The Rev. Dr. Robert S. Langworthy, preaching
February 5, 2016
Jesus was a fool for love. In a lunacy of warm and welcoming grace toward those He might have thrown the book at, Jesus embraced all sorts of sleazy characters and welcomed some sorry specimens of the human race with a crazy amount of kindness.
And He wants us to follow His example!
Many of us have very mixed feelings about Baptist pastor and political leader Jerry Falwell; but we have to admire how, at least at times, he followed Jesus’ example in reaching out to include all sorts into God’s blessing.
Falwell once engaged in public debate with the publisher of Hustler magazine, Larry Flynt, a man who violated many of Falwell’s core convictions. Flying back to Virginia afterward, the two sat beside each other on the plane, joined by Falwell’s son Jonathan. Jonathan stared in jaw-dropping bewilderment as the two “opponents” chatted and joked together like old pals.
Later, Jonathan asked his father how he could converse on such friendly terms with someone like Flynt. “Dad,” Jonathan exclaimed, “he stands for the opposite of everything you believe in; he does all sorts of things you preach against; and yet you treat him as if he were a deacon in the church. Why?”
“Jonathan,” Falwell said, “there’s going to be a day when Larry is hurting and lonely, and he’ll be looking for help and guidance. He is going to pick up the phone and call someone he trusts. I want to earn the right to be that someone!” Falwell was, in that instance, loving like Jesus.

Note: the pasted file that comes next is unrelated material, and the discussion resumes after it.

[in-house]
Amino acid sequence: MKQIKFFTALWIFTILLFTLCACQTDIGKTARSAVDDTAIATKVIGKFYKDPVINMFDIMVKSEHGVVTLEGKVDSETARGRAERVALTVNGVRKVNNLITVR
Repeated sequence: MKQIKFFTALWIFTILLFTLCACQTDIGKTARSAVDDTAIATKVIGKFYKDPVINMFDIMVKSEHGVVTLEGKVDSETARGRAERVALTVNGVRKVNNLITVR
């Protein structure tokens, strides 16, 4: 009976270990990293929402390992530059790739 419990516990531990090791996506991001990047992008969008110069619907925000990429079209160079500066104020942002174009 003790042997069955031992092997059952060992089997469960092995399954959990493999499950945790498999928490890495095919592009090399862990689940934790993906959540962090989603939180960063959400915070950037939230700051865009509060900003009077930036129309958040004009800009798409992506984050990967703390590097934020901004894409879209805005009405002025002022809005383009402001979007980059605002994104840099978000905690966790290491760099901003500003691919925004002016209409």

In the circle of His concern, Jesus included people lots of people excluded, and loved those who lived opposite to what He preached.
In Jesus’ world tax collectors were about the most morally compromised people imaginable. Viewed by fellow Israelites as traitors to their own people, tax collectors collaborated with an illegitimate occupying power, Rome, to fund the oppression of their nation. Moreover, the collection system encouraged corruption and extortion – and tax collectors had a well-earned reputation for fleecing their fellow citizens and lining their own pockets at their neighbor’s expense.
Yet, something happened between Jesus and the tax man Matthew, and Jesus asked him to leave his job and come with Him – and he took Him up on the offer.
Not long after, Matthew held a dinner party in honor of Jesus. To it Matthew invited his friends. Since most decent people wanted nothing to do with someone like him, his friends were either tax collectors or in some other sense “sinners”, a term applied, not just to the most morally degraded folks, but also to those who were just sloppy in following up on their religious responsibilities or who simply relegated God to the periphery of their concern.
When the Pharisees saw Jesus eating with all those disreputable characters, they were scandalized that a self-proclaimed leader of God’s people would befriend such lowlifes. Because they believed that birds of a feather flock together, they soon dismissed Himself Jesus as “a glutton and a drunkard, a friend of tax collectors and sinners”. [Mt. 11:19]
When Jesus overheard the Pharisees question His disciples as to why their rabbi would embrace as friends those He should shun as degenerates, He explained His behavior with a proverb: “Those who are well have no need of a physician, but those who are sick.” Jesus meant to befriend and heal people, but he could only take up with those who, unlike the “better” people, would own up to being sick. And just like any doctor who wants to heal the sick, He had to get intimately close with the sin-sick, exposing Himself to infection and getting their blood and bodily fluids on His hands.